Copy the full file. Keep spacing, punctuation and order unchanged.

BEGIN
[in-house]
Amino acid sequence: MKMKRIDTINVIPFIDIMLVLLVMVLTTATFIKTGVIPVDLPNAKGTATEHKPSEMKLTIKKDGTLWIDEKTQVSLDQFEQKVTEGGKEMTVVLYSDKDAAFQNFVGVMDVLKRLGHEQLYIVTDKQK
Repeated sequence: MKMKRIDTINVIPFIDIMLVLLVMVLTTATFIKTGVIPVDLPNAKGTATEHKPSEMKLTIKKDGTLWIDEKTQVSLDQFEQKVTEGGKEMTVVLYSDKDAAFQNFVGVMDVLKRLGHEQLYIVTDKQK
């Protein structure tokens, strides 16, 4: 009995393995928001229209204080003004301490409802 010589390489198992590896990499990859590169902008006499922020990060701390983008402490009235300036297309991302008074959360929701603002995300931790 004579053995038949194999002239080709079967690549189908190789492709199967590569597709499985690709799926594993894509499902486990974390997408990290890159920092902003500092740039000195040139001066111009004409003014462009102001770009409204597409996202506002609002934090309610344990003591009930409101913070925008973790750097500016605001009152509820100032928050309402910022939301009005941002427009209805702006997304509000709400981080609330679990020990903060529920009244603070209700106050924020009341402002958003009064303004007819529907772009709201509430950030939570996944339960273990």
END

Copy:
[in-house]
Amino acid sequence: MKMKRIDTINVIPFIDIMLVLLVMVLTTATFIKTGVIPVDLPNAKGTATEHKPSEMKLTIKKDGTLWIDEKTQVSLDQFEQKVTEGGKEMTVVLYSDKDAAFQNFVGVMDVLKRLGHEQLYIVTDKQK
Repeated sequence: MKMKRIDTINVIPFIDIMLVLLVMVLTTATFIKTGVIPVDLPNAKGTATEHKPSEMKLTIKKDGTLWIDEKTQVSLDQFEQKVTEGGKEMTVVLYSDKDAAFQNFVGVMDVLKRLGHEQLYIVTDKQK
């Protein structure tokens, strides 16, 4: 009995393995928001229209204080003004301490409802 010589390489198992590896990499990859590169902008006499922020990060701390983008402490009235300036297309991302008074959360929701603002995300931790 004579053995038949194999002239080709079967690549189908190789492709199967590569597709499985690709799926594993894509499902486990974390997408990290890159920092902003500092740039000195040139001066111009004409003014462009102001770009409204597409996202506002609002934090309610344990003591009930409101913070925008973790750097500016605001009152509820100032928050309402910022939301009005941002427009209805702006997304509000709400981080609330679990020990903060529920009244603070209700106050924020009341402002958003009064303004007819529907772009709201509430950030939570996944339960273990």